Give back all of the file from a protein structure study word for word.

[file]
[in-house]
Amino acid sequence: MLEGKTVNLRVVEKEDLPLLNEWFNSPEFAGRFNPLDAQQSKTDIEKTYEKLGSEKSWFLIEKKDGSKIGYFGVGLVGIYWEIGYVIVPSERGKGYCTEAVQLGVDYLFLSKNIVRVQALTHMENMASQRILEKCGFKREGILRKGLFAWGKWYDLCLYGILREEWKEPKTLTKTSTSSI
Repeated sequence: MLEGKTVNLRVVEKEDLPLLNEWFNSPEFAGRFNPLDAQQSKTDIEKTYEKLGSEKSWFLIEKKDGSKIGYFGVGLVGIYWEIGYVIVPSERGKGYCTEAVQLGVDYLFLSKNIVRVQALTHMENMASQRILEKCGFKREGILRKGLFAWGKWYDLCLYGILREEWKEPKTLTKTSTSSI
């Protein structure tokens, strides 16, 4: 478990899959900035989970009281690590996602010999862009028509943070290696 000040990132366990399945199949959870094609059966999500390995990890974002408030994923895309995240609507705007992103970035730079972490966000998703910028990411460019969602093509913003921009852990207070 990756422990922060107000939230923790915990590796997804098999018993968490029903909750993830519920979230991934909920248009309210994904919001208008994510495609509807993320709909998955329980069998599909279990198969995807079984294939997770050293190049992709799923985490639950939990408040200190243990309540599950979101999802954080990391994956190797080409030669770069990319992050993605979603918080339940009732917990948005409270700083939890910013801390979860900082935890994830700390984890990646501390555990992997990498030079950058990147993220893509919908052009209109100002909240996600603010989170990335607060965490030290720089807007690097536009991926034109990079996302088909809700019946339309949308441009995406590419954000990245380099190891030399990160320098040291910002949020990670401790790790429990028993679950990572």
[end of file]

[in-house]
Amino acid sequence: MLEGKTVNLRVVEKEDLPLLNEWFNSPEFAGRFNPLDAQQSKTDIEKTYEKLGSEKSWFLIEKKDGSKIGYFGVGLVGIYWEIGYVIVPSERGKGYCTEAVQLGVDYLFLSKNIVRVQALTHMENMASQRILEKCGFKREGILRKGLFAWGKWYDLCLYGILREEWKEPKTLTKTSTSSI
Repeated sequence: MLEGKTVNLRVVEKEDLPLLNEWFNSPEFAGRFNPLDAQQSKTDIEKTYEKLGSEKSWFLIEKKDGSKIGYFGVGLVGIYWEIGYVIVPSERGKGYCTEAVQLGVDYLFLSKNIVRVQALTHMENMASQRILEKCGFKREGILRKGLFAWGKWYDLCLYGILREEWKEPKTLTKTSTSSI
């Protein structure tokens, strides 16, 4: 478990899959900035989970009281690590996602010999862009028509943070290696 000040990132366990399945199949959870094609059966999500390995990890974002408030994923895309995240609507705007992103970035730079972490966000998703910028990411460019969602093509913003921009852990207070 990756422990922060107000939230923790915990590796997804098999018993968490029903909750993830519920979230991934909920248009309210994904919001208008994510495609509807993320709909998955329980069998599909279990198969995807079984294939997770050293190049992709799923985490639950939990408040200190243990309540599950979101999802954080990391994956190797080409030669770069990319992050993605979603918080339940009732917990948005409270700083939890910013801390979860900082935890994830700390984890990646501390555990992997990498030079950058990147993220893509919908052009209109100002909240996600603010989170990335607060965490030290720089807007690097536009991926034109990079996302088909809700019946339309949308441009995406590419954000990245380099190891030399990160320098040291910002949020990670401790790790429990028993679950990572």